audiobooks, and it should show all your books.
That's where I am, and it shows me nothing.
Post by Jaimie Vandenbergh
Does it have a "Purchases (number)" on the left there?
It says "Purchases (0)."
Post by Jaimie Vandenbergh
Are you
definitely logged in as the right account (purple circle, top right)?
I don't have a purple circle, I have a green circle with a
capital D in it, which is what the browswer uses to identify me
since I don't have any silly pictures to put there.
Post by Jaimie Vandenbergh
If you find them, each book shown has a vertical ellipsis on the lower
right, which is the menu - left-click it and "download epub" would be
where to get a local copy.
However, I got your email, and Dropbox has all the books, and as
soon as Hal gets off his forum/game/whatever he's occupied with
atm, I'll ask him how to download them into Calibre.

And thanks again.
--
Dorothy J. Heydt
Vallejo, California
djheydt at gmail dot com
www.kithrup.com/~djheydt/
Dorothy J Heydt
2019-07-30 21:48:26 UTC
Permalink
Post by Dorothy J Heydt
Post by Jaimie Vandenbergh
Post by Dorothy J Heydt
I'm reluctant to bug Graydon at this stage, since his influence
on what GP does is probably infinitesimal.
I wouldn't expect any - he could send you the epubs though!
Post by Dorothy J Heydt
*Should* I be looking at Google Play at all? Should I be looking
somewhere entirely different?
https://play.google.com/books , click "My Books" or "Purchases" on the
left, and click the eBooks "tab" under the search field rather than
audiobooks, and it should show all your books.
That's where I am, and it shows me nothing.
Post by Jaimie Vandenbergh
Does it have a "Purchases (number)" on the left there?
It says "Purchases (0)."
Post by Jaimie Vandenbergh
Are you
definitely logged in as the right account (purple circle, top right)?
I don't have a purple circle, I have a green circle with a
capital D in it, which is what the browswer uses to identify me
since I don't have any silly pictures to put there.
Post by Jaimie Vandenbergh
If you find them, each book shown has a vertical ellipsis on the lower
right, which is the menu - left-click it and "download epub" would be
where to get a local copy.
However, I got your email, and Dropbox has all the books, and as
soon as Hal gets off his forum/game/whatever he's occupied with
atm, I'll ask him how to download them into Calibre.
And thanks again.
And! He got off his computer and onto mine and downloaded them
all, and now I have them on Calibre in a form that Google Play
can't suddenly decide to erase ... IF that's what happened. I
still remember the time Amazon discovered/decided that they
didn't have publication rights to _1984_ and erased it off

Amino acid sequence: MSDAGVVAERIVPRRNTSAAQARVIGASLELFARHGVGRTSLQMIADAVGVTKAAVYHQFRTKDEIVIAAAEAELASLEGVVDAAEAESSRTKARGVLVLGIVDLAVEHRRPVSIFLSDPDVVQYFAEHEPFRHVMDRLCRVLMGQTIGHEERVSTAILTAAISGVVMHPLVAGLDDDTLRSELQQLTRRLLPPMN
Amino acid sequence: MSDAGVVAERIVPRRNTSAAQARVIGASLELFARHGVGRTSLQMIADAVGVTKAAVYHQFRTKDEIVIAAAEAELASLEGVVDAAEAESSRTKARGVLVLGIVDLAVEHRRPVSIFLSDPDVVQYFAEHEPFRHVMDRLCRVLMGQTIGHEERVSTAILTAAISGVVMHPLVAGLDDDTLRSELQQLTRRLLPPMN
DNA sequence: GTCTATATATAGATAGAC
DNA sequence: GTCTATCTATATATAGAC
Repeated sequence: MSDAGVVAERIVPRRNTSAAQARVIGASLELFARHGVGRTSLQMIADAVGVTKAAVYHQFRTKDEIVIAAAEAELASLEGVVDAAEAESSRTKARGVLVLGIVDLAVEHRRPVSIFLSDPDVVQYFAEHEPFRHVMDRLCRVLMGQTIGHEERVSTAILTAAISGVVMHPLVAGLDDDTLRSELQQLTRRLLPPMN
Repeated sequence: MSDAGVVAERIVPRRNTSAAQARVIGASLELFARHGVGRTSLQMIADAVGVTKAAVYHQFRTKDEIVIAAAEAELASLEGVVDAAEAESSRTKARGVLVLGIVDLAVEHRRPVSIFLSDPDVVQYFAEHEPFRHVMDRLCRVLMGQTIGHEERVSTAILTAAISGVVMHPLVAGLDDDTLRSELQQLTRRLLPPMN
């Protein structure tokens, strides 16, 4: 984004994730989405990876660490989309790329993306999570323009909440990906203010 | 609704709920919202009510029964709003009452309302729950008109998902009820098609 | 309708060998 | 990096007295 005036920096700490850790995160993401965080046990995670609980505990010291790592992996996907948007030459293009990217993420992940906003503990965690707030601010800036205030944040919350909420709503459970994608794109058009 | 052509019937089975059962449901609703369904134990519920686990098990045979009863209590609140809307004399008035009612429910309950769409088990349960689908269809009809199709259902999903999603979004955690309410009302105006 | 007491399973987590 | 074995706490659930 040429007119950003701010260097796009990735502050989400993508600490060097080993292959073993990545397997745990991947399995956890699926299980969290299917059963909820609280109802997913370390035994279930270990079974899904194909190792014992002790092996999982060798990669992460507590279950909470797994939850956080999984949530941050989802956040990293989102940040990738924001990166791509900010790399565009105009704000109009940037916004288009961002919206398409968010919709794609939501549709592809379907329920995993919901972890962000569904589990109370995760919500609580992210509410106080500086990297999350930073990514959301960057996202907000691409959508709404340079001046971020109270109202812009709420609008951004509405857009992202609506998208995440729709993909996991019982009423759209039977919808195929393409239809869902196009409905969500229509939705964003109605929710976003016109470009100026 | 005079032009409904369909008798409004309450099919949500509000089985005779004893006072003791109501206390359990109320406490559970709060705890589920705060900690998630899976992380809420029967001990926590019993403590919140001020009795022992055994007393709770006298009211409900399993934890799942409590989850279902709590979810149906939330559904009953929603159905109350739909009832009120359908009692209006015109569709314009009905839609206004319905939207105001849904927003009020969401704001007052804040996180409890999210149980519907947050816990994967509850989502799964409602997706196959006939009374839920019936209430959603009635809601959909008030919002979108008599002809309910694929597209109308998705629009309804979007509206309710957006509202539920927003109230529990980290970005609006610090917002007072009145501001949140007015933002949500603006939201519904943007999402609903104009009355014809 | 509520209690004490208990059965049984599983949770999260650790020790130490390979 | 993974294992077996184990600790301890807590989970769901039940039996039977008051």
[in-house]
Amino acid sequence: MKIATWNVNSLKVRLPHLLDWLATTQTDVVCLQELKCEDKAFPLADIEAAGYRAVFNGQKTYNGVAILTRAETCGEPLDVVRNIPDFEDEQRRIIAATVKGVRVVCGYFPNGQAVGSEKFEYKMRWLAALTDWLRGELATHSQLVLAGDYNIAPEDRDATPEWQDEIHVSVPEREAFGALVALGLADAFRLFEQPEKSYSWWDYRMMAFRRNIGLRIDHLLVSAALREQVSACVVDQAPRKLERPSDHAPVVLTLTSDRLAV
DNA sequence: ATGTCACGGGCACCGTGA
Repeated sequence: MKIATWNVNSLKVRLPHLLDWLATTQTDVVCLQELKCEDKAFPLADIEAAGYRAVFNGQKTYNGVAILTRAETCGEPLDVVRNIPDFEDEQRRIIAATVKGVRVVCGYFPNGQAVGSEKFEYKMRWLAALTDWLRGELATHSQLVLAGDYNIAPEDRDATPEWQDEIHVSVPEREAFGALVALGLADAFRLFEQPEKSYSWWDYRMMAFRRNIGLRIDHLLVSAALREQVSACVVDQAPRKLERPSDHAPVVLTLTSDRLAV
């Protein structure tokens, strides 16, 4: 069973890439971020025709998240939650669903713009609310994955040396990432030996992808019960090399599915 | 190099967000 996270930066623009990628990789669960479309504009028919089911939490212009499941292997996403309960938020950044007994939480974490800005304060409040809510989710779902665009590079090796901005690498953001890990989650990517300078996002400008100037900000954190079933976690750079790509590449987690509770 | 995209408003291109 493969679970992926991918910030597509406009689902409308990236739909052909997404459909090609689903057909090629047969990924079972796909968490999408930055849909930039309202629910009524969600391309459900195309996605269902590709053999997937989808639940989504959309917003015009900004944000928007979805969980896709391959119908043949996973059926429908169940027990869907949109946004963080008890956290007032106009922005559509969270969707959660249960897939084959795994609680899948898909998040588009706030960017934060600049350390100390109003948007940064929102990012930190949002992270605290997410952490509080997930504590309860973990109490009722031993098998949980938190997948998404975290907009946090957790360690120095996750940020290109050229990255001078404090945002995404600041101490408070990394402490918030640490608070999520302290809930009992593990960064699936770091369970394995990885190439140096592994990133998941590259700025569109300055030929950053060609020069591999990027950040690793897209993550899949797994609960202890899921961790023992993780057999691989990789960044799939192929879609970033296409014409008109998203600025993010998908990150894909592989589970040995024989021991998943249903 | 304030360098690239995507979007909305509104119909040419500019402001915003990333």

everybody's Kindles without so much as a by-your-leave. But
now I have all Graydon's books on *my* disk, and nobody can
take them back. Thanks for at least the third time, Jamie.
--
Dorothy J. Heydt
Vallejo, California
djheydt at gmail dot com
www.kithrup.com/~djheydt/
Jaimie Vandenbergh
2019-07-30 23:26:48 UTC
Permalink
Post by Dorothy J Heydt
And! He got off his computer and onto mine and downloaded them
all, and now I have them on Calibre in a form that Google Play
can't suddenly decide to erase ... IF that's what happened. I
still remember the time Amazon discovered/decided that they
didn't have publication rights to _1984_ and erased it off
everybody's Kindles without so much as a by-your-leave. But
now I have all Graydon's books on *my* disk, and nobody can
take them back. Thanks for at least the third time, Jamie.
De nada!

Cheers - Jaimie
--
A Jesus of mass J travelling at a speed of 27 meters/second collides with a
stationary Moses of mass M. Assuming any elastic deformation is lossless and
perfectly reversible, calculate how long it will be until the next Passover.
-- Tanuki, asr
Magewolf
2019-07-31 01:29:12 UTC
Permalink
Post by Dorothy J Heydt
Post by Jaimie Vandenbergh
Post by Dorothy J Heydt
I'm reluctant to bug Graydon at this stage, since his influence
on what GP does is probably infinitesimal.
I wouldn't expect any - he could send you the epubs though!
Post by Dorothy J Heydt
*Should* I be looking at Google Play at all? Should I be looking
somewhere entirely different?
https://play.google.com/books , click "My Books" or "Purchases" on the
left, and click the eBooks "tab" under the search field rather than
audiobooks, and it should show all your books.
That's where I am, and it shows me nothing.
Post by Jaimie Vandenbergh
Does it have a "Purchases (number)" on the left there?
It says "Purchases (0)."
Post by Jaimie Vandenbergh
Are you
definitely logged in as the right account (purple circle, top right)?
I don't have a purple circle, I have a green circle with a
capital D in it, which is what the browswer uses to identify me
since I don't have any silly pictures to put there.
Post by Jaimie Vandenbergh
If you find them, each book shown has a vertical ellipsis on the lower
right, which is the menu - left-click it and "download epub" would be
where to get a local copy.
However, I got your email, and Dropbox has all the books, and as
soon as Hal gets off his forum/game/whatever he's occupied with
atm, I'll ask him how to download them into Calibre.
And thanks again.
You might go into your account and look in your purchase history. That